Tuesday, 5 September 2017

Hull (Part 4)

And so to the final part, number 4, of our journey around Hull, UK City of Culture 2017, which is a wrap-up of all the other clocks sighted.

The first one in the bag is the modern building of Dove House Hospice on Chamberlain Road.

It is always nice to see clocks fitted to newer buildings. And this is a nice example - a classic design with bold, clear numerals. Nothing fancy, but a clock from which it is easy to tell the time at a glance.

Of a slightly older era is the shopping centre of the Garden Village.

This planned urban development of around 600 houses was largely funded by Sir James Reckitt to provide worker accommodation for the nearby factory, in the mould of other settlements for Cadbury's in Birmingham and Rowntree's in York.

The estate was built between 1908 and 1913. The shopping centre itself, now unfortunately being converted into private residences, was built in 1909.

Just up the Holderness Road is East Park. This is a fabulous open space of 130 acres, originally opened in 1887 to celebrate Queen Victoria's Golden Jubilee. It includes feature such as a boating lake added in 1913, and a splash boat of 1929.

It also includes this more modern clock outside the main pavilion.

I also love the model of the clock which acts as a collection box.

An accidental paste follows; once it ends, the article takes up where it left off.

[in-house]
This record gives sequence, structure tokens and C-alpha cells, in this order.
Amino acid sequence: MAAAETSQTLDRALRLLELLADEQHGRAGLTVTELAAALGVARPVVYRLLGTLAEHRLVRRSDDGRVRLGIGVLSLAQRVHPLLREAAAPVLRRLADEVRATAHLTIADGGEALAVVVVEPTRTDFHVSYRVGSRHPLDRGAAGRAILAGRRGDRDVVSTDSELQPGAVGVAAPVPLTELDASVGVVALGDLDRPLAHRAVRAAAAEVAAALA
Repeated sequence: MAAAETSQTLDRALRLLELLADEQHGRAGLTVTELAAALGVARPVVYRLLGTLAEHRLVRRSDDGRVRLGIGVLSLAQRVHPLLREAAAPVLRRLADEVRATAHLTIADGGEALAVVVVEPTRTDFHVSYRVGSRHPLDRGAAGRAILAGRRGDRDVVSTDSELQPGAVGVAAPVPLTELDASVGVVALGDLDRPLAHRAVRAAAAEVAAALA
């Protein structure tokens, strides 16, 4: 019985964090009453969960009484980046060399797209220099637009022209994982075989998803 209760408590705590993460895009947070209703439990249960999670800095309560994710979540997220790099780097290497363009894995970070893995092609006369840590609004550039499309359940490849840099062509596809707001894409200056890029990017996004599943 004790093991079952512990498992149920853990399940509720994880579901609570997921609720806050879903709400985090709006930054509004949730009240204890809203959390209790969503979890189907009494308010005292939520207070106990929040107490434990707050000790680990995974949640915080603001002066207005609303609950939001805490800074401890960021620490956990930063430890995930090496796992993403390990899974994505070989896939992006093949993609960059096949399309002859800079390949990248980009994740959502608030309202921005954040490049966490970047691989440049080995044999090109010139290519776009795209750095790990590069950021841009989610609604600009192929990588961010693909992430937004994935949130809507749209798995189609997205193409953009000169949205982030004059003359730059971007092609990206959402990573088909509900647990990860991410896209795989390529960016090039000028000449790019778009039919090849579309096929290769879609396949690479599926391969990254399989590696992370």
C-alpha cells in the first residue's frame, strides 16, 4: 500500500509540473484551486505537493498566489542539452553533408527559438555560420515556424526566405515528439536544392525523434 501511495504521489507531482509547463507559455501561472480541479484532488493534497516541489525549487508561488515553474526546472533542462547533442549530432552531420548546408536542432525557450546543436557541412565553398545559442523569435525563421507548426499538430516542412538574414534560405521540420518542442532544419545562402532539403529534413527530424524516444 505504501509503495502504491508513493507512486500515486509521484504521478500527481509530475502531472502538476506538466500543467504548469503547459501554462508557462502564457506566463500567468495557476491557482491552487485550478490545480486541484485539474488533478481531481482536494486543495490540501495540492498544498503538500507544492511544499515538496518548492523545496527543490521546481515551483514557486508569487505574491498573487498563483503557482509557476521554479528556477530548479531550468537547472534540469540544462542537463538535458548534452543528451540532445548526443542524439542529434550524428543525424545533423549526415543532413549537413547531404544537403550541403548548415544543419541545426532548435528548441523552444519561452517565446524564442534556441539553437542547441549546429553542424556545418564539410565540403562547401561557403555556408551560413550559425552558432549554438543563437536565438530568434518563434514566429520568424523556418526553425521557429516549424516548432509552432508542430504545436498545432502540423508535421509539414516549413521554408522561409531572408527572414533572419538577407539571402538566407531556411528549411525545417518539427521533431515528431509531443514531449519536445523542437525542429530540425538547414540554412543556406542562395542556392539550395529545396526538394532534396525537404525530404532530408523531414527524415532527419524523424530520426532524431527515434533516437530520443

Back down the Holderness Road towards the city centre, and the modern shopping development that is the Mount Retail Park.

I rather prefer the approach taken by Dove House Hospice of having a more modern take on a classic design rather than this straight copy, but at least the developers have included a clock for which I have to be grateful.

And so finally we reach the last stop on our tour of Hull. This is the Lee's Rest Houses on Anlaby Road.

This is an impressive development of retirement homes built 1912 - 1915, and funded by the will of Dr Charles Alfred Lee.

Confronted by the gates I wasn't sure whether there was public access, so I am grateful for the resident who invited me into the grounds.

The clock tower is situated on the central reading room.

The clock maybe fairly standard, but this development is one of Hull's hidden gems.

So we have to say goodbye to Hull, and wish the city well for the remainder of its time of UK City of Culture.

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